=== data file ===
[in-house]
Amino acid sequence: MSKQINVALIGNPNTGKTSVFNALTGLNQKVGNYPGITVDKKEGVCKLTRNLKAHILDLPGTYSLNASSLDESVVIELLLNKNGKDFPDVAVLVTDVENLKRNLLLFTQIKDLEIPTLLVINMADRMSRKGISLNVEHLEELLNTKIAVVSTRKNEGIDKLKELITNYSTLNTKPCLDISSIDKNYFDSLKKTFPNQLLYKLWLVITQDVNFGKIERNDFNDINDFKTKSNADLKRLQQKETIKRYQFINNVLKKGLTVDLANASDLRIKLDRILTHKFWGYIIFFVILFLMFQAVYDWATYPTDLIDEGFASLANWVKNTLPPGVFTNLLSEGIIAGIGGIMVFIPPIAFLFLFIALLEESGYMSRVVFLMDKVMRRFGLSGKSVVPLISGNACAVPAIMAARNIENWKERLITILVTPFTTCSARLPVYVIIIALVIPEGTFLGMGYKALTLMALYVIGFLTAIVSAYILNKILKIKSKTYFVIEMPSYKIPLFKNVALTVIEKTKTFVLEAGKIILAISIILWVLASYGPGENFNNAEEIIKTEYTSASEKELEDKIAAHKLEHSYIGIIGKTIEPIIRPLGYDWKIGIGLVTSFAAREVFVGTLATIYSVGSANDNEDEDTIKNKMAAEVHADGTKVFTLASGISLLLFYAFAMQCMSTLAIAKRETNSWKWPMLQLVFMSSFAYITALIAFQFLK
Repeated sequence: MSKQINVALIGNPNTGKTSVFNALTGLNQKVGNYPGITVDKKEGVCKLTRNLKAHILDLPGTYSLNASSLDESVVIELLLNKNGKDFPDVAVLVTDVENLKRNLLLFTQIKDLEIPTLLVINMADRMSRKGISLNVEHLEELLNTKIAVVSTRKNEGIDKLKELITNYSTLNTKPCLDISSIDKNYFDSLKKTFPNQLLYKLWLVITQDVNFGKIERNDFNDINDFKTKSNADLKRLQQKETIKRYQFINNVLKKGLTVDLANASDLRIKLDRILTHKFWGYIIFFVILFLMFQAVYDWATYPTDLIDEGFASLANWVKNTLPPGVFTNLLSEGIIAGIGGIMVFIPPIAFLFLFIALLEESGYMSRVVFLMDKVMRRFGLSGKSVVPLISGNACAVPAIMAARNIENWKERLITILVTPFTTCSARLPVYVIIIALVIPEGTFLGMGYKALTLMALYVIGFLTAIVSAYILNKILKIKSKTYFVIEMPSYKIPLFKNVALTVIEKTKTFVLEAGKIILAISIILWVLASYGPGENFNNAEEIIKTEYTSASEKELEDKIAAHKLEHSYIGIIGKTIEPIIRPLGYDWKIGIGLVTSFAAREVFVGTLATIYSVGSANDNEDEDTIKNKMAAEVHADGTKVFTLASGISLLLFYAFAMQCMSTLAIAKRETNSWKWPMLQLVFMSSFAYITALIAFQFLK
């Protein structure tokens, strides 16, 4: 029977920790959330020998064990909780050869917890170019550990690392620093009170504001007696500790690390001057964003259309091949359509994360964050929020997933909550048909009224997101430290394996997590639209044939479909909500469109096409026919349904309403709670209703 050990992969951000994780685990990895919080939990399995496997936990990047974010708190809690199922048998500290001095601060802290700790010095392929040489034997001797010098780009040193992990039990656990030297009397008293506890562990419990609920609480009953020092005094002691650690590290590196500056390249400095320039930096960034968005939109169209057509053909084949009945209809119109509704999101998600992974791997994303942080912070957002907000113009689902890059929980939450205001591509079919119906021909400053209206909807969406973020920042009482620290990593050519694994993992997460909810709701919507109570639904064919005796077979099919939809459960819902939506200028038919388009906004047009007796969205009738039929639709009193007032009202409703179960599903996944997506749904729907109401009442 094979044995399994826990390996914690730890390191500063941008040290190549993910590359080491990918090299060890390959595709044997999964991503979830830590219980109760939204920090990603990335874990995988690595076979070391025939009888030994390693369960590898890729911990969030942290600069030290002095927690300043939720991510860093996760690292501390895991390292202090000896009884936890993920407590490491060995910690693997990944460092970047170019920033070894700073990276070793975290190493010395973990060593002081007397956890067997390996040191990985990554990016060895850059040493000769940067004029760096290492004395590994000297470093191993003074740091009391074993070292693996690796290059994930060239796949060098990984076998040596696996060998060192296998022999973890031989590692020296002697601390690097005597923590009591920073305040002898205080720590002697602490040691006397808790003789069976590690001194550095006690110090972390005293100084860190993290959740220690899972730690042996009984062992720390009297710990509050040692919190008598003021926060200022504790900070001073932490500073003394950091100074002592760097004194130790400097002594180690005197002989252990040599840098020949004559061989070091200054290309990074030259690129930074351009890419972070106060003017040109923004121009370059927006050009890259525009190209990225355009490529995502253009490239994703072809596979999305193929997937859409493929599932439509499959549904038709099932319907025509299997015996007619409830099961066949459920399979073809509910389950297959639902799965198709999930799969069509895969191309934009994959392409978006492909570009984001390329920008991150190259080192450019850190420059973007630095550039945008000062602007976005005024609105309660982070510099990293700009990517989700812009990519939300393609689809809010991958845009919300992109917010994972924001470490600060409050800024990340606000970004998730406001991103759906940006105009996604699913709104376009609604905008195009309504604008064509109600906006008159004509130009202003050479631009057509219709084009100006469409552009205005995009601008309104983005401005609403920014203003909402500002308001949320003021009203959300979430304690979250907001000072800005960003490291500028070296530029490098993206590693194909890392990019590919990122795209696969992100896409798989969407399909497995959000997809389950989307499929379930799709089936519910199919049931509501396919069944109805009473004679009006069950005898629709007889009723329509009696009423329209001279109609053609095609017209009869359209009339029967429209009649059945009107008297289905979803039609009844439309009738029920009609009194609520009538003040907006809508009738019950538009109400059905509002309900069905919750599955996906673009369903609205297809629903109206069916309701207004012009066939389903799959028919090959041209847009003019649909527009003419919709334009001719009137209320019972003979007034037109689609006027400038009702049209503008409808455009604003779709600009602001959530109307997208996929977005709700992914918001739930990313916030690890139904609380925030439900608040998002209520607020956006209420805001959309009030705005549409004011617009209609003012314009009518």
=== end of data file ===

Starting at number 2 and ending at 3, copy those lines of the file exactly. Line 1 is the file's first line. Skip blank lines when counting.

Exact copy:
Amino acid sequence: MSKQINVALIGNPNTGKTSVFNALTGLNQKVGNYPGITVDKKEGVCKLTRNLKAHILDLPGTYSLNASSLDESVVIELLLNKNGKDFPDVAVLVTDVENLKRNLLLFTQIKDLEIPTLLVINMADRMSRKGISLNVEHLEELLNTKIAVVSTRKNEGIDKLKELITNYSTLNTKPCLDISSIDKNYFDSLKKTFPNQLLYKLWLVITQDVNFGKIERNDFNDINDFKTKSNADLKRLQQKETIKRYQFINNVLKKGLTVDLANASDLRIKLDRILTHKFWGYIIFFVILFLMFQAVYDWATYPTDLIDEGFASLANWVKNTLPPGVFTNLLSEGIIAGIGGIMVFIPPIAFLFLFIALLEESGYMSRVVFLMDKVMRRFGLSGKSVVPLISGNACAVPAIMAARNIENWKERLITILVTPFTTCSARLPVYVIIIALVIPEGTFLGMGYKALTLMALYVIGFLTAIVSAYILNKILKIKSKTYFVIEMPSYKIPLFKNVALTVIEKTKTFVLEAGKIILAISIILWVLASYGPGENFNNAEEIIKTEYTSASEKELEDKIAAHKLEHSYIGIIGKTIEPIIRPLGYDWKIGIGLVTSFAAREVFVGTLATIYSVGSANDNEDEDTIKNKMAAEVHADGTKVFTLASGISLLLFYAFAMQCMSTLAIAKRETNSWKWPMLQLVFMSSFAYITALIAFQFLK
Repeated sequence: MSKQINVALIGNPNTGKTSVFNALTGLNQKVGNYPGITVDKKEGVCKLTRNLKAHILDLPGTYSLNASSLDESVVIELLLNKNGKDFPDVAVLVTDVENLKRNLLLFTQIKDLEIPTLLVINMADRMSRKGISLNVEHLEELLNTKIAVVSTRKNEGIDKLKELITNYSTLNTKPCLDISSIDKNYFDSLKKTFPNQLLYKLWLVITQDVNFGKIERNDFNDINDFKTKSNADLKRLQQKETIKRYQFINNVLKKGLTVDLANASDLRIKLDRILTHKFWGYIIFFVILFLMFQAVYDWATYPTDLIDEGFASLANWVKNTLPPGVFTNLLSEGIIAGIGGIMVFIPPIAFLFLFIALLEESGYMSRVVFLMDKVMRRFGLSGKSVVPLISGNACAVPAIMAARNIENWKERLITILVTPFTTCSARLPVYVIIIALVIPEGTFLGMGYKALTLMALYVIGFLTAIVSAYILNKILKIKSKTYFVIEMPSYKIPLFKNVALTVIEKTKTFVLEAGKIILAISIILWVLASYGPGENFNNAEEIIKTEYTSASEKELEDKIAAHKLEHSYIGIIGKTIEPIIRPLGYDWKIGIGLVTSFAAREVFVGTLATIYSVGSANDNEDEDTIKNKMAAEVHADGTKVFTLASGISLLLFYAFAMQCMSTLAIAKRETNSWKWPMLQLVFMSSFAYITALIAFQFLK